• to grasp a foundation of the always-changing scope of digital publishing
  • to learn how to learn about the technological changes in the publishing world
  • to add content-area knowledge about scholarly publishing to your literary content-knowledge foundation
  • to articulate the benefits and drawbacks between print and digital publishing

You are here because you want to be in this class. So am I. I embrace the English studies model of this department but also value how all aspects of your undergraduate or graduate education come together to form your learning and life experiences. Together we gladly learn and teach!

I have several expectations for you while in this class. You should:

  • come to every class,
  • make time to read everything assigned and to understand it (with my and the class’s help),
  • be open to voice related topics of interest to you in a productive way,
  • complete your assignments on time and with creativity and care,
  • provide thoughtful discussion in and out of class,
  • conduct yourself in ways suitable to your class colleagues and myself, and
  • do excellent work, because there are too many average students out there trying to get jobs for you to bother with anything less than excellence.

I value

  • thought-out (or at least informed) questions rather than off-the-cuff opinions, although you will have a place to do both in this class,
  • your bringing connections to light between classroom discussions and your prior experiences and other classes,
  • risk and creativity and multidisciplinarity and self-learning and helpfulness, and
  • aha moments, which can turn into great discussions, projects, or (later) honors theses, internships, memorable moments, projects external to your classes, or even jobs.

Overall, I expect you to push yourselves to learn, a process which can take many forms. I do not tolerate laziness, technological whining, or unnecessary amounts of goofing off in class or in group work. Generally speaking, ISU students don’t exhibit these behaviors, but just in case someone was thinking about starting…don’t.

From me, you should expect:

  • an interest in your scholarly and practical work in this class and its connections to other classes you are taking or jobs you are working;
  • an enthusiasm for teaching about digital scholarly publishing, which includes keeping an open mind about theories, practices, histories, technological literacies, multiple ways of knowing, and having fun;
  • a personalized approach to teaching (i.e., using lots of real-world examples in class, based on my publishing experiences);
  • an ability to go with the flow and to create learning scenarios that may initially seem quirky and unorganized (what I call a Happenings pedagogy); and
  • a desire to help you connect with digital publishing in a way that suits and interests you (as evidenced, in part, through your choice of presentation topics).


  • class participation: 100%

Yes, that may seem scary to have 100 percent of your grade rest on one seemingly small area of your work, but the way I see it, everything you do in class, from reading to completing assignments to working in groups, is part of your participation in this class. This course, in some ways, is like a job — you’re required to do all of it, and do it well, or you face the consequences (of getting fired, not getting a raise, getting a demotion, you name it). This course is preparing you for the job market in many ways (as if y’all haven’t already been in the workforce, eh? Something I know isn’t true for most of you). So, DO EVERYTHING AND ATTEMPT TO DO YOUR BEST. If you flounder on something, I will give you feedback for you to improve. Nothing will be an all-or-none shot.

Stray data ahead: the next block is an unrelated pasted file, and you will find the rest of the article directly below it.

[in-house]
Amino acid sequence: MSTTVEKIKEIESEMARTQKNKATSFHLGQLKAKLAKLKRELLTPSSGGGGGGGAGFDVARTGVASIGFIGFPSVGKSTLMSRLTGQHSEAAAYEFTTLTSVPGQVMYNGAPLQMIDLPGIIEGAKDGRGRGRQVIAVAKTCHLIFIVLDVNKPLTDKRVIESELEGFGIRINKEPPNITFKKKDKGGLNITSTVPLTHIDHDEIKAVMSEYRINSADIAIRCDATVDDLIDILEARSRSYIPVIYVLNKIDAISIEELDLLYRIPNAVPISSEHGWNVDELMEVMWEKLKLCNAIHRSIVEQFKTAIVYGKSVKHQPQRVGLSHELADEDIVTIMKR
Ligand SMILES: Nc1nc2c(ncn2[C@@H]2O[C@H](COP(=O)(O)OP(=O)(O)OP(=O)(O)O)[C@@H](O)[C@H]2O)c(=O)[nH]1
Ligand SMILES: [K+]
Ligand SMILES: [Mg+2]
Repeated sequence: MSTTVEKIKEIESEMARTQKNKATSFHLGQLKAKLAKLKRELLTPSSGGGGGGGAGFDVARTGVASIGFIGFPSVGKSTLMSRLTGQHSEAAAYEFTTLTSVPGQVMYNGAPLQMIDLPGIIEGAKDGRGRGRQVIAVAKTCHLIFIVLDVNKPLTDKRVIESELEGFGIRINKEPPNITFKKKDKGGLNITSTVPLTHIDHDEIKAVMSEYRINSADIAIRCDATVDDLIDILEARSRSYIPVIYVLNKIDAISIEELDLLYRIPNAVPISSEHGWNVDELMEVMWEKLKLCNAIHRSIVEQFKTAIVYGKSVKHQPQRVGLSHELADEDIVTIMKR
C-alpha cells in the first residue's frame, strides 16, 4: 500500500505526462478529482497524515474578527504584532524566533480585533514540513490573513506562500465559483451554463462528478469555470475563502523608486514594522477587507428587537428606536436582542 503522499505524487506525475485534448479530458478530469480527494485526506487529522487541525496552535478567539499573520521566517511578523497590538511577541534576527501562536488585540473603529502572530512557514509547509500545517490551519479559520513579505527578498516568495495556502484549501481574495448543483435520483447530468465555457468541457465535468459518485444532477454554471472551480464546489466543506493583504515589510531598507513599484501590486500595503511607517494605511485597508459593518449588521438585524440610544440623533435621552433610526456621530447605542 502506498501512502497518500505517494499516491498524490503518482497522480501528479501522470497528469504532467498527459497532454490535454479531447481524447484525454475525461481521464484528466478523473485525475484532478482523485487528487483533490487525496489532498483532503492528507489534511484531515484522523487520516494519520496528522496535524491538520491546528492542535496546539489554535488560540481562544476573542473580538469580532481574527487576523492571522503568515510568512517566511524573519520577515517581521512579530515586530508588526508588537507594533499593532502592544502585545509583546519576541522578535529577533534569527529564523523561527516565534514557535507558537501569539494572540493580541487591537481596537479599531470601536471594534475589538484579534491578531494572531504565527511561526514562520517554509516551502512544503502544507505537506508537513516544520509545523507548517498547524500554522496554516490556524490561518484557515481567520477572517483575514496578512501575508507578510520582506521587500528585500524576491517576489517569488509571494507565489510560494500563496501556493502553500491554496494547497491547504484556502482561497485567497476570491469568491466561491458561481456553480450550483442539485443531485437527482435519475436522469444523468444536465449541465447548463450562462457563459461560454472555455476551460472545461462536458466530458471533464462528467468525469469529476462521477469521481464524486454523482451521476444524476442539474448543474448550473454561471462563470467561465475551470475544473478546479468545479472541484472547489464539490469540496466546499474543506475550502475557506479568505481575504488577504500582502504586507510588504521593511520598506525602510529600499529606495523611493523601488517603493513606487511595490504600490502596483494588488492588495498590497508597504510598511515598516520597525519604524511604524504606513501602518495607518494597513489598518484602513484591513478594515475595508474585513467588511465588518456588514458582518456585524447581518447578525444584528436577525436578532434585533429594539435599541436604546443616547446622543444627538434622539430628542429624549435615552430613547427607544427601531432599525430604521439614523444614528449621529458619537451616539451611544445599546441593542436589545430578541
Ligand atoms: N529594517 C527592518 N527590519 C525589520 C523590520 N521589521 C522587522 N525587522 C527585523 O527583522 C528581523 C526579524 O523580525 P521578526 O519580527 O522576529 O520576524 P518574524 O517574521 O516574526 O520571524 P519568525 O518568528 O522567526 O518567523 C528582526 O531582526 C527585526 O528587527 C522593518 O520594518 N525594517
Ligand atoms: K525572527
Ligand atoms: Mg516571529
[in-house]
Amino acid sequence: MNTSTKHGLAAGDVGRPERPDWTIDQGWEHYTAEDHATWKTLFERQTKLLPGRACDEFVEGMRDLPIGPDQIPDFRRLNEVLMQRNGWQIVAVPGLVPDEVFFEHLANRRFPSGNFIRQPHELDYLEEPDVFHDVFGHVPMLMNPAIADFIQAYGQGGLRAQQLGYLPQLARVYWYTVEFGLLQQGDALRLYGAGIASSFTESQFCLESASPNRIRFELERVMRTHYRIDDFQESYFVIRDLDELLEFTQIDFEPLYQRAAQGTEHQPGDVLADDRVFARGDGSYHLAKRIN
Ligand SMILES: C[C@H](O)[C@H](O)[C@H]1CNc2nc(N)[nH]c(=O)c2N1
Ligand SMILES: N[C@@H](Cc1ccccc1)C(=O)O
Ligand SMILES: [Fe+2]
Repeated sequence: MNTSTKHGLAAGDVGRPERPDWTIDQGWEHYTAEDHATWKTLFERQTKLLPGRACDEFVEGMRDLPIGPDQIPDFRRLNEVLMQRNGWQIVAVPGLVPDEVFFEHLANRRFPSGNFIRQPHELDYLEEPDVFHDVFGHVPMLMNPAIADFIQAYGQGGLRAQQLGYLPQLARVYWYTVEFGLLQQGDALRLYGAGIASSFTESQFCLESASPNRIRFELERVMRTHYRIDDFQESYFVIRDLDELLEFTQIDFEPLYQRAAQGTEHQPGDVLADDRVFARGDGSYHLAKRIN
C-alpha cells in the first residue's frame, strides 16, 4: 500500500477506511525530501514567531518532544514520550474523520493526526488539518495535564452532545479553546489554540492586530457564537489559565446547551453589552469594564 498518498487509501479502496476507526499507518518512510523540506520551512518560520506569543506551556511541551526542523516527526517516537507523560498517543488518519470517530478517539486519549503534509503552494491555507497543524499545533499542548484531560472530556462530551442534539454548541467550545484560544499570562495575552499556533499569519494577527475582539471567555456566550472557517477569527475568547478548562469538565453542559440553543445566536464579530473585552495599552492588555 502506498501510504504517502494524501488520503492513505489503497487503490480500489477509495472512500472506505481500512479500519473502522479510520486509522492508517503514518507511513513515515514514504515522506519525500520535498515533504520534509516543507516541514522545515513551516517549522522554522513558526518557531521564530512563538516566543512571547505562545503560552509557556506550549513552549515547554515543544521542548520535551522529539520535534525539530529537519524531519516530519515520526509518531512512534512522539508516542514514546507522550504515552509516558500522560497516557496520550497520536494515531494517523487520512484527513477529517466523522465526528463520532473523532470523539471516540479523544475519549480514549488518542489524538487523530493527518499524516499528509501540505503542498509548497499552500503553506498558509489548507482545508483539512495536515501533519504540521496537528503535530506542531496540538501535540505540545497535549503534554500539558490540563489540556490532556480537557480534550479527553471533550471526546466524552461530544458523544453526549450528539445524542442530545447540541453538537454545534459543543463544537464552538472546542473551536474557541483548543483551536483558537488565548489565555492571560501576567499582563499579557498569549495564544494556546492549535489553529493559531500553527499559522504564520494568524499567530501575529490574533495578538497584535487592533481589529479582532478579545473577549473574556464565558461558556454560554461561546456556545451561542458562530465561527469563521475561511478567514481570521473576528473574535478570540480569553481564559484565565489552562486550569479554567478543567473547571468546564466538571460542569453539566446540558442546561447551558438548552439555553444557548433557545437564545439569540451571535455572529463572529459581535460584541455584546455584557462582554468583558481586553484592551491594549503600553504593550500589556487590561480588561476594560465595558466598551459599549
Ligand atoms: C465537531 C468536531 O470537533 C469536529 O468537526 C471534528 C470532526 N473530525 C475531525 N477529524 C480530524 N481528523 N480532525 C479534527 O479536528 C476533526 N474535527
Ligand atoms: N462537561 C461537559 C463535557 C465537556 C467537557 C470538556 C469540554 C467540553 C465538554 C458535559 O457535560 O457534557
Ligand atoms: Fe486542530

Participation includes

  • attendance: Because this is a once-a-week class, you are required to attend every class session unless the schedule specifically indicates that class is canceled that day. There are no such things as excused vs. unexcused absences—if you’re not here, I don’t much care why. (H1N1 being a university exception.) If your absence is caused by a funeral or similar extenuating circumstances, I will take that into consideration when I tabulate final participation grades. If you miss more than one class, consider your participation grade in jeopardy. If you miss a testing or presentation day, you’ll be doubly in jeopardy: it is the equivalent of two absences. Also, attendance at out-of-class conferences with me is considered the same as class time when class has been canceled to accommodate conference time. (When conferences are in addition to class time, I just get pissy if you miss your appointment, and usually I won’t have time to make it up with you.) Falling asleep in class also counts as an absence. Keep in mind, however, that if you decide to attend class and be disruptive (coughing, hungover, snoring, talking abusively, etc.), I will ask you to leave class and you will be counted absent. So figure out early on if this class is a priority for you.
  • timeliness: If you show up late or leave early or disappear for 15 minutes in the middle of class, it will affect your participation. Timeliness also refers to the time-sensitive nature of completing assignments, such as blog posts, and turning in loaned equipment on time. Late work is completely unacceptable, and I will not give you feedback on it. If you do not have a major assignment ready in time for our workshop days, it is *your* responsibility to get feedback from your classmates outside of class upon (or before) your return. If you return borrowed equipment late, consider your participation grade in jeopardy. If you fail to return borrowed equipment at all (like, you lose it or break it beyond repair), you are responsible for replacing the equipment in kind and I will hold your final grade submission until it has been replaced.